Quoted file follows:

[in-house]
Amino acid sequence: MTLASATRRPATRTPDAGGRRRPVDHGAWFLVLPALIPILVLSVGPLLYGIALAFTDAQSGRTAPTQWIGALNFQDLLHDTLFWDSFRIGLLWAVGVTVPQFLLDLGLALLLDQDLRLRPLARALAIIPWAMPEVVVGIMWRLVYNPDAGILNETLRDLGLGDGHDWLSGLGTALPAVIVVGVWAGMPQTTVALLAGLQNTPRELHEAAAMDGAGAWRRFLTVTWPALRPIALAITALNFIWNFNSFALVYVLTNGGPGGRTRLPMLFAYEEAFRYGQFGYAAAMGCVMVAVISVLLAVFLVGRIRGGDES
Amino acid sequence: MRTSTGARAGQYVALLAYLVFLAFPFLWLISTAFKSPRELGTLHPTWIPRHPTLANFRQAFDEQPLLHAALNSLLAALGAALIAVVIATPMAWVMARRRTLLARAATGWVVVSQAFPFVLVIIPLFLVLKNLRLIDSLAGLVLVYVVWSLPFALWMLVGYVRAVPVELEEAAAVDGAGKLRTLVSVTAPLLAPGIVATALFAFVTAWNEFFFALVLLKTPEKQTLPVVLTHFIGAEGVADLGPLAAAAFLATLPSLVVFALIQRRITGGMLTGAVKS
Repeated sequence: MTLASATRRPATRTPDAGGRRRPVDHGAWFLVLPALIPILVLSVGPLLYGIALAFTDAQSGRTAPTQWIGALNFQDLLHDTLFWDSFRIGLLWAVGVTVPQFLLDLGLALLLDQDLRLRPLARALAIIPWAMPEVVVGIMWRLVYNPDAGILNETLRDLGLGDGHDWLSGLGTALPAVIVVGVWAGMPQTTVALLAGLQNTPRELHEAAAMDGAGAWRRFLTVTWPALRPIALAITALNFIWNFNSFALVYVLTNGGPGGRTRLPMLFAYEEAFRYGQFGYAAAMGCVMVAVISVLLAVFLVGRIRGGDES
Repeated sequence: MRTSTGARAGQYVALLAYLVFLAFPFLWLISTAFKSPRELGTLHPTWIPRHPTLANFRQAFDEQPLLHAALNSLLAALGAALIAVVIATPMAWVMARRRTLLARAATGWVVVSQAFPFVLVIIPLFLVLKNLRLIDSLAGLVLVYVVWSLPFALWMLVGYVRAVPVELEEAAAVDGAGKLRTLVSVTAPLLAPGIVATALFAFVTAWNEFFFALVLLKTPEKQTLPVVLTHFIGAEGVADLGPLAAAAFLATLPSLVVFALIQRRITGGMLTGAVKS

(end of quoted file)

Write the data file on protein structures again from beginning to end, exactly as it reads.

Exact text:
[in-house]
Amino acid sequence: MTLASATRRPATRTPDAGGRRRPVDHGAWFLVLPALIPILVLSVGPLLYGIALAFTDAQSGRTAPTQWIGALNFQDLLHDTLFWDSFRIGLLWAVGVTVPQFLLDLGLALLLDQDLRLRPLARALAIIPWAMPEVVVGIMWRLVYNPDAGILNETLRDLGLGDGHDWLSGLGTALPAVIVVGVWAGMPQTTVALLAGLQNTPRELHEAAAMDGAGAWRRFLTVTWPALRPIALAITALNFIWNFNSFALVYVLTNGGPGGRTRLPMLFAYEEAFRYGQFGYAAAMGCVMVAVISVLLAVFLVGRIRGGDES
Amino acid sequence: MRTSTGARAGQYVALLAYLVFLAFPFLWLISTAFKSPRELGTLHPTWIPRHPTLANFRQAFDEQPLLHAALNSLLAALGAALIAVVIATPMAWVMARRRTLLARAATGWVVVSQAFPFVLVIIPLFLVLKNLRLIDSLAGLVLVYVVWSLPFALWMLVGYVRAVPVELEEAAAVDGAGKLRTLVSVTAPLLAPGIVATALFAFVTAWNEFFFALVLLKTPEKQTLPVVLTHFIGAEGVADLGPLAAAAFLATLPSLVVFALIQRRITGGMLTGAVKS
Repeated sequence: MTLASATRRPATRTPDAGGRRRPVDHGAWFLVLPALIPILVLSVGPLLYGIALAFTDAQSGRTAPTQWIGALNFQDLLHDTLFWDSFRIGLLWAVGVTVPQFLLDLGLALLLDQDLRLRPLARALAIIPWAMPEVVVGIMWRLVYNPDAGILNETLRDLGLGDGHDWLSGLGTALPAVIVVGVWAGMPQTTVALLAGLQNTPRELHEAAAMDGAGAWRRFLTVTWPALRPIALAITALNFIWNFNSFALVYVLTNGGPGGRTRLPMLFAYEEAFRYGQFGYAAAMGCVMVAVISVLLAVFLVGRIRGGDES
Repeated sequence: MRTSTGARAGQYVALLAYLVFLAFPFLWLISTAFKSPRELGTLHPTWIPRHPTLANFRQAFDEQPLLHAALNSLLAALGAALIAVVIATPMAWVMARRRTLLARAATGWVVVSQAFPFVLVIIPLFLVLKNLRLIDSLAGLVLVYVVWSLPFALWMLVGYVRAVPVELEEAAAVDGAGKLRTLVSVTAPLLAPGIVATALFAFVTAWNEFFFALVLLKTPEKQTLPVVLTHFIGAEGVADLGPLAAAAFLATLPSLVVFALIQRRITGGMLTGAVKS